Vaccine preventable diseases are child killers. They are not mild. They are not rites of passage. They are not a normal part of growing up in the 21st century. They are child killers. Protect your children from actual threats, like measles, mumps, rubella, and polio. Don’t protect them from autism. We don’t even know how to do it, and even if we did, I think it would be the wrong choice to make. Diversity of minds is as good for society as diversity of bodies and cultures. My son is amazing, autism and all. I would not want to change him or prevent him. I’m glad he lived long enough for me to see the errors of my ways and getting him fully immunized.

To the “Intersectional” Feminists of Skepchick

Earlier this week, the atheist feminist blog site Skepchick put up a post that was ostensibly to/complaining about the people responsible for a recent DDOS attack, titled “A Love Letter to our DDOS Hackers”. However, they used multiple instances of unnecessary ableist language. When called out on it, they doubled down and insisted that none of the language they used is ableist. So, for the sake of argument, let’s pretend they really don’t get it and make it easy to understand.
The Skepchick post contained a text segment and an image with words. The text on the image on the Skepchick site is as follows:

FUUUUUUUUUCK THOSE GUYS.

I got shit to say

and you’re a fucking idiot if you think I can be shut up.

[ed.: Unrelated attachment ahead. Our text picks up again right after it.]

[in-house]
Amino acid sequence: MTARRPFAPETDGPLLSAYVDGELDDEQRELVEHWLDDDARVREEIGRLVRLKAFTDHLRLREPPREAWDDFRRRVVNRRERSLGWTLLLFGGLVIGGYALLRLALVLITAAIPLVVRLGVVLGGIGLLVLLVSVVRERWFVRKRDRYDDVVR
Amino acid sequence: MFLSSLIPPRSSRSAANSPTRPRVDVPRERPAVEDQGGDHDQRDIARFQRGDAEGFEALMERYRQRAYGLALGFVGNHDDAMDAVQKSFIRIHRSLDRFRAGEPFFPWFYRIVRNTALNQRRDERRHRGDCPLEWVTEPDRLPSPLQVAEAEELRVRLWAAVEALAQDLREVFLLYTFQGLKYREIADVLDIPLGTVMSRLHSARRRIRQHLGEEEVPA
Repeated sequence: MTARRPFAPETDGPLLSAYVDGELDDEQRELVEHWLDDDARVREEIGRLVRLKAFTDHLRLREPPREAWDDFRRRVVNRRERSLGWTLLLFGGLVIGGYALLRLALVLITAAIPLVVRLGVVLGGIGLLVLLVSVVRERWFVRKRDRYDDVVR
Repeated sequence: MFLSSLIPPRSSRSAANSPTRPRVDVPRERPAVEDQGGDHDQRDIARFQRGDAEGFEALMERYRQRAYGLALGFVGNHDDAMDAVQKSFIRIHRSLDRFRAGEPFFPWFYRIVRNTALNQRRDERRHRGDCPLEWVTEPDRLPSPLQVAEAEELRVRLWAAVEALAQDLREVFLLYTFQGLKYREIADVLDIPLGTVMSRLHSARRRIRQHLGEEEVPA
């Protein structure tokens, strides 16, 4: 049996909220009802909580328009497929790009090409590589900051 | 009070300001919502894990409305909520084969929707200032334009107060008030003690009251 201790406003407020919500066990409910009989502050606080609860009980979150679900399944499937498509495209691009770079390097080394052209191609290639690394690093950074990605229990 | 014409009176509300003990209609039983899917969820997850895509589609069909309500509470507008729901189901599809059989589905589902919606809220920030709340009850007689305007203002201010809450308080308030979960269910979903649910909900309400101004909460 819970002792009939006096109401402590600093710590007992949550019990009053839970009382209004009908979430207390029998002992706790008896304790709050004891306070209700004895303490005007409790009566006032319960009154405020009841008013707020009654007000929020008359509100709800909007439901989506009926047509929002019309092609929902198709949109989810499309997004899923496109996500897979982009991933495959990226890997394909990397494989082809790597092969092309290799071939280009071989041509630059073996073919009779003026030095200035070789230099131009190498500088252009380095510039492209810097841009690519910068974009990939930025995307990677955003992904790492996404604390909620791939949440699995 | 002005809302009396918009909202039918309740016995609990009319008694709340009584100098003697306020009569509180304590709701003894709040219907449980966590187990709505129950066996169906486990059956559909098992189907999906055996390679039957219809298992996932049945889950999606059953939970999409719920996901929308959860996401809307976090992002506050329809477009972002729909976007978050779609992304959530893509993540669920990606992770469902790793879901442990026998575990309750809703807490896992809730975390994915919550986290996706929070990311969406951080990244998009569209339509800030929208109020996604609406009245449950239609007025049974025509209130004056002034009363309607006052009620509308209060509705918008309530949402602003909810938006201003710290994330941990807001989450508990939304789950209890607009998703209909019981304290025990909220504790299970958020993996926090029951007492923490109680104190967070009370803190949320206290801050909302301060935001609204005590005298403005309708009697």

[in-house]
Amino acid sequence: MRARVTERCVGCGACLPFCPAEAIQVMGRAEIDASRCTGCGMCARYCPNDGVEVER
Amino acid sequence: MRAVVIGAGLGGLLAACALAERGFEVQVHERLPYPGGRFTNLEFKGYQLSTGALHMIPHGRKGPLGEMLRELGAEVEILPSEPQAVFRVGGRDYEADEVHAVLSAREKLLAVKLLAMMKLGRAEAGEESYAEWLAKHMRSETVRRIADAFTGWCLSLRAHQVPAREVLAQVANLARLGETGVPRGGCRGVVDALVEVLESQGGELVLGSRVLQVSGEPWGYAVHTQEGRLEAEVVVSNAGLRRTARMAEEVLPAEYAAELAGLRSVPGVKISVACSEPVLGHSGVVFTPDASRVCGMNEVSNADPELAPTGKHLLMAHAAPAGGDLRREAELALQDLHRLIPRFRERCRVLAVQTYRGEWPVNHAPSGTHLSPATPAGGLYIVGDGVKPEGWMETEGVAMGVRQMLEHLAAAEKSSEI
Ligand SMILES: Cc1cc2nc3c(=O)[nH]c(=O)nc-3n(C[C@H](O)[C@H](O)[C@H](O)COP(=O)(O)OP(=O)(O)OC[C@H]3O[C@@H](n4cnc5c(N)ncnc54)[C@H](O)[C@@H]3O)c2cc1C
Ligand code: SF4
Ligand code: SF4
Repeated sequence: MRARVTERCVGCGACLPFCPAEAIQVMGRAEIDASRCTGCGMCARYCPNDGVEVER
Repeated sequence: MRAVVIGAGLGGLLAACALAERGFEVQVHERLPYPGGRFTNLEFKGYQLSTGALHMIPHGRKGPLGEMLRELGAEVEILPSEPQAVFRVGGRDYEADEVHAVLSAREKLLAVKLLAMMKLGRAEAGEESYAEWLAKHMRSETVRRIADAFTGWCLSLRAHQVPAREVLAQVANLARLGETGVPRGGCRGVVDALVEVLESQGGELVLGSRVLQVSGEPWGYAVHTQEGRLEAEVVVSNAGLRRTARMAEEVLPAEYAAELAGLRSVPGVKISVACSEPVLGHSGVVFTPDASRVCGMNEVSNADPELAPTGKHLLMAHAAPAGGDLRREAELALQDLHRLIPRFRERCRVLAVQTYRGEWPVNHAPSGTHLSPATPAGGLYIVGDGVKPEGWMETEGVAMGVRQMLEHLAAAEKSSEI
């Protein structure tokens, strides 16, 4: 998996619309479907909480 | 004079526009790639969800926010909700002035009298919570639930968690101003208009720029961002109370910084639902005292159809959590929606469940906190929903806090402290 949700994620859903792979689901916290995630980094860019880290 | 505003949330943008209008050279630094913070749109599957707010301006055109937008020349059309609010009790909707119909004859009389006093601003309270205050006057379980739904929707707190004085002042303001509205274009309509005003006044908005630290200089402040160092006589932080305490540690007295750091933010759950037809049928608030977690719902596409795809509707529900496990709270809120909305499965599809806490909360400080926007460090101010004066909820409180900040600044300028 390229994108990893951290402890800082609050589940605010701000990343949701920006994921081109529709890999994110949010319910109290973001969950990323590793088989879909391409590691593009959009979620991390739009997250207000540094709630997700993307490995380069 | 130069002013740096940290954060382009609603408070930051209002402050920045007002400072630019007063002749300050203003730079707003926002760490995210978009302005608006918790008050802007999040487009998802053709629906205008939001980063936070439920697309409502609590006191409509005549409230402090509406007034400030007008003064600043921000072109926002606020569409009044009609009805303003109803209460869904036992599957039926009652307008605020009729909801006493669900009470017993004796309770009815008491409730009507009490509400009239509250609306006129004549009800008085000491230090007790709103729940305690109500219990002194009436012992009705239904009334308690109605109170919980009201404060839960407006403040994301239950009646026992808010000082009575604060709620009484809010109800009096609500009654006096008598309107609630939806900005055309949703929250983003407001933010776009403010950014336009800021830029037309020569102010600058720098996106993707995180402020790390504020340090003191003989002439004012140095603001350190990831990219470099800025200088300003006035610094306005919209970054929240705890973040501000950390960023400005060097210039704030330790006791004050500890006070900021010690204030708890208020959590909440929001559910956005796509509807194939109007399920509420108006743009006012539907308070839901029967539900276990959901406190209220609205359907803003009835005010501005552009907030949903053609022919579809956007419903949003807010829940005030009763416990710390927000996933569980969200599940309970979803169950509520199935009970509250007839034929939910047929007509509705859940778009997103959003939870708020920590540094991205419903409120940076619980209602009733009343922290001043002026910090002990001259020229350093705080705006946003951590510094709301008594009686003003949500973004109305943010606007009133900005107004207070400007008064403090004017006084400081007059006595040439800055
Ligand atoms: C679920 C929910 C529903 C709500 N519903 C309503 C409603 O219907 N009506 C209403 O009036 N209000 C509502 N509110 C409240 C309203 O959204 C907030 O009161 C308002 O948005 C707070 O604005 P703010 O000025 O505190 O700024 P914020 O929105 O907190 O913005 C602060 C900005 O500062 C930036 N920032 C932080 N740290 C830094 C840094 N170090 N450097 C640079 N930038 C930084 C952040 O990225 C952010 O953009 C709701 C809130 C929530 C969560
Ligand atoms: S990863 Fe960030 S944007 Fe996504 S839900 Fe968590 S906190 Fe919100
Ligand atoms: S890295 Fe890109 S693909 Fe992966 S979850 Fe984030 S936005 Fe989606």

For real.

You are the stupidest mother fucker on earth.

Like, I’m literally impressed you remember to breathe every day

if you think taking down a few blogs

for a couple of days 

is going to do anything

other than prove us right. 

 This is ableist. “Idiot” has a history mirroring that of the term “retard”. It became so pervasive a slur it could no longer be used as a diagnostic label. The word “stupid” is likewise ableist, though so accepted that most people fail to recognize it. But the truly astonishing phrase is “I’m literally impressed you remember to breathe every day.” I have friends with a variety of conditions that cause difficulty breathing, including difficulty “remembering” to breathe. These are life threatening impairments, not a joke, and they have NOTHING to do with a DDOS attack or anti-feminists or whatever the hell these people did that was actually egregious (a point not actually established amongst all the ableism.)